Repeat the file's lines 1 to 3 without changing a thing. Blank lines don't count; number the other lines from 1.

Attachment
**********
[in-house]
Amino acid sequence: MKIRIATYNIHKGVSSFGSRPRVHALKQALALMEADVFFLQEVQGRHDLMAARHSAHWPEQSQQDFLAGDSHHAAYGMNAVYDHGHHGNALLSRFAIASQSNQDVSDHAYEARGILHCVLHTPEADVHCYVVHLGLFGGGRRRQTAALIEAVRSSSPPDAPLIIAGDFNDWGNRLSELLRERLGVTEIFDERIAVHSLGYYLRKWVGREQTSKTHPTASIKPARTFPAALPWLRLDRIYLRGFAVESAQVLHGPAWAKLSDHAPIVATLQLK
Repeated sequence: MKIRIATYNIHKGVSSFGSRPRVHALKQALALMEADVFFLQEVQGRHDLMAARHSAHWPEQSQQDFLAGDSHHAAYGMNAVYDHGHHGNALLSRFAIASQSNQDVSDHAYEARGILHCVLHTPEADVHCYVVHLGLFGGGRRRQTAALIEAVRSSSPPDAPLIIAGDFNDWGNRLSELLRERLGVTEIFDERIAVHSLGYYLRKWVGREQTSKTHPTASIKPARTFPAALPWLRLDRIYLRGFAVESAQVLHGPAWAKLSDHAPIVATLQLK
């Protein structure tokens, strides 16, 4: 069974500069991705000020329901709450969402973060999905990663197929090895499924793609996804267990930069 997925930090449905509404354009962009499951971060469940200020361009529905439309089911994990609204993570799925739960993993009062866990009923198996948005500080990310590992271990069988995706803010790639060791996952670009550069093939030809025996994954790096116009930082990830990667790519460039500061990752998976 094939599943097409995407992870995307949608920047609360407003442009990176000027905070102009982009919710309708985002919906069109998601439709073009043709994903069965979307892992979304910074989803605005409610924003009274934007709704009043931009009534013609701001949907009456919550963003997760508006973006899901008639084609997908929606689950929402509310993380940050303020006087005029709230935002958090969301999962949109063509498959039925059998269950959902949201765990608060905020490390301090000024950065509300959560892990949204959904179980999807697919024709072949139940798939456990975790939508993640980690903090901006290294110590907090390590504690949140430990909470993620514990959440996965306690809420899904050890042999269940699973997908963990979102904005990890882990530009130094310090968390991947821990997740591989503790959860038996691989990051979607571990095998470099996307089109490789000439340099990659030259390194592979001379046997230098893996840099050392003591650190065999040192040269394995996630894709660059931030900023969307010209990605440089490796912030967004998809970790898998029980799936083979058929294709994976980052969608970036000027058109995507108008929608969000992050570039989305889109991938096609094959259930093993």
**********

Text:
[in-house]
Amino acid sequence: MKIRIATYNIHKGVSSFGSRPRVHALKQALALMEADVFFLQEVQGRHDLMAARHSAHWPEQSQQDFLAGDSHHAAYGMNAVYDHGHHGNALLSRFAIASQSNQDVSDHAYEARGILHCVLHTPEADVHCYVVHLGLFGGGRRRQTAALIEAVRSSSPPDAPLIIAGDFNDWGNRLSELLRERLGVTEIFDERIAVHSLGYYLRKWVGREQTSKTHPTASIKPARTFPAALPWLRLDRIYLRGFAVESAQVLHGPAWAKLSDHAPIVATLQLK
Repeated sequence: MKIRIATYNIHKGVSSFGSRPRVHALKQALALMEADVFFLQEVQGRHDLMAARHSAHWPEQSQQDFLAGDSHHAAYGMNAVYDHGHHGNALLSRFAIASQSNQDVSDHAYEARGILHCVLHTPEADVHCYVVHLGLFGGGRRRQTAALIEAVRSSSPPDAPLIIAGDFNDWGNRLSELLRERLGVTEIFDERIAVHSLGYYLRKWVGREQTSKTHPTASIKPARTFPAALPWLRLDRIYLRGFAVESAQVLHGPAWAKLSDHAPIVATLQLK